Results for 'Platonism'

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  1.  13
    The possibility of absent qualia, Earl Conee.Nominalist Platonism - 1985 - Philosophical Review 94 (3).
  2. Paragraph Two.Platonist Reason & Richard Sorabji - 2004 - In Carlos G. Steel, Gerd van Riel, Caroline Macé & Leen van Campe (eds.), Platonic Ideas and Concept Formation in Ancient and Medieval Thought. Leuven University Press. pp. 32--99.
     
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  3. BENAYOUN Jean-Michel, Michel Prum and Patrick Tort (trans.): Œuvres.Ayers Michael & Platonism Rationalism - 2008 - British Journal for the History of Philosophy 16 (2):455-459.
     
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  4. Platonism in the Philosophy of Mathematics.Øystein Linnebo - 2009 - In Edward N. Zalta (ed.), The Stanford Encyclopedia of Philosophy.
    Platonism about mathematics (or mathematical platonism) is the metaphysical view that there are abstract mathematical objects whose existence is independent of us and our language, thought, and practices. In this survey article, the view is clarified and distinguished from some related views, and arguments for and against the view are discussed.
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  5. Platonism and anti-Platonism in mathematics.Mark Balaguer - 1998 - New York: Oxford University Press.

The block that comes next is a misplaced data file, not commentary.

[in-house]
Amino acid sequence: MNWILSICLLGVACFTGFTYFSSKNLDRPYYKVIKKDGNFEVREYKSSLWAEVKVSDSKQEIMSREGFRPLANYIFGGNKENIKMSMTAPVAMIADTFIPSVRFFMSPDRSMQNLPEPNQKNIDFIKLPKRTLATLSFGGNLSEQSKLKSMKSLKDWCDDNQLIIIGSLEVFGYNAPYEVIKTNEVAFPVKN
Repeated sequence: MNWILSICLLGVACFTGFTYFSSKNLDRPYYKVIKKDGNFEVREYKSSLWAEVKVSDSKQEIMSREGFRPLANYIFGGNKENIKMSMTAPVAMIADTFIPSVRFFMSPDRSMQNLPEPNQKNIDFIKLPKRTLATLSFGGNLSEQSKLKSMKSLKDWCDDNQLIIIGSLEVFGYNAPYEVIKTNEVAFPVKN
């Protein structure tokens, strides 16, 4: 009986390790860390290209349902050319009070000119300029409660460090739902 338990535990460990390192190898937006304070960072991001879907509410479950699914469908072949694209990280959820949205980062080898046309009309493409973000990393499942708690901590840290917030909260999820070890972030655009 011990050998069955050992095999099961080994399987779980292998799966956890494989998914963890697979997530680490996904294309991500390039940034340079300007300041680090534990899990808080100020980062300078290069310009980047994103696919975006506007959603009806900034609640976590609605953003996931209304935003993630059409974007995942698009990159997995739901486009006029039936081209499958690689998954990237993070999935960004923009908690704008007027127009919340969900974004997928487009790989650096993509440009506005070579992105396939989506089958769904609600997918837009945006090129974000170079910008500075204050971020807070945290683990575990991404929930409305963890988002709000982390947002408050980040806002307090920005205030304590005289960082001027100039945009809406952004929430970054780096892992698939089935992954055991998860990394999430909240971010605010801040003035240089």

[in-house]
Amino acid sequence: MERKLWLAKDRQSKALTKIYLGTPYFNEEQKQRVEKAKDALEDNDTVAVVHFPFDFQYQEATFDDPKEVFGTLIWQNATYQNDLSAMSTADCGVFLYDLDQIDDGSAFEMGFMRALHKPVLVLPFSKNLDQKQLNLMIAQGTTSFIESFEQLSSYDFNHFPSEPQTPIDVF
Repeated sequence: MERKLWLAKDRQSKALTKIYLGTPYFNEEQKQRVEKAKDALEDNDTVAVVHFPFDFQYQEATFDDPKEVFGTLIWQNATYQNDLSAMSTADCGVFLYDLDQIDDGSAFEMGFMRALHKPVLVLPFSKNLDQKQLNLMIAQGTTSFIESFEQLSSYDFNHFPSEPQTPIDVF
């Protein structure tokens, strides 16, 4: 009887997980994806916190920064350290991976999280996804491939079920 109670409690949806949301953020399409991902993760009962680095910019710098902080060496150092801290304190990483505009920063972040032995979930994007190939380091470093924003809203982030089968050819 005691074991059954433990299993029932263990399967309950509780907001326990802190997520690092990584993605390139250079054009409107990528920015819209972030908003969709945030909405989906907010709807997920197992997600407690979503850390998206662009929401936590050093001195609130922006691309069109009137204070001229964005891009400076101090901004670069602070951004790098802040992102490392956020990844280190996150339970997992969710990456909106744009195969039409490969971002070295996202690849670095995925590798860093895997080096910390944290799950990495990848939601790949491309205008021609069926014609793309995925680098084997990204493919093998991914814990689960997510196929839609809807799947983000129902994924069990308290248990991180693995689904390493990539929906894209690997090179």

In this book, Balaguer demonstrates that there are no good arguments for or against mathematical platonism. He does this by establishing that both platonism and anti-platonism are defensible views. Introducing a form of platonism ("full-blooded platonism") that solves all problems traditionally associated with the view, he proceeds to defend anti-platonism (in particular, mathematical fictionalism) against various attacks, most notably the Quine-Putnam indispensability attack. He concludes by arguing that it is not simply that we do (...)
  6.  6
    Platonist Philosophy 80 Bc to Ad 250: An Introduction and Collection of Sources in Translation.George Boys-Stones - 2017 - New York, NY: Cambridge University Press.
    'Middle' Platonism has some claim to be the single most influential philosophical movement of the last two thousand years, as the common background to 'Neoplatonism' and the early development of Christian theology. This book breaks with the tradition of considering it primarily in terms of its sources, instead putting its contemporary philosophical engagements front and centre to reconstruct its philosophical motivations and activity across the full range of its interests. The volume explores the ideas at the heart of Platonist (...)
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  7.  56
    Platonism vs. Nominalism in Contemporary Musical Ontology.Andrew Kania - 2013 - In Christy Mag Uidhir (ed.), Art and Abstract Objects. Oxford University Press. pp. 197.
    In this essay I first outline contemporary Platonism about musical works – the theory that musical works are abstract objects. I then consider reasons to be suspicious of such a view, motivating a consideration of nominalist theories of musical works. I argue for two conclusions: first, that there are no compelling reasons to be a nominalist about musical works in particular, i.e. that nominalism about musical works rests on arguments for thoroughgoing nominalism, and, second, that if Platonism fails, (...)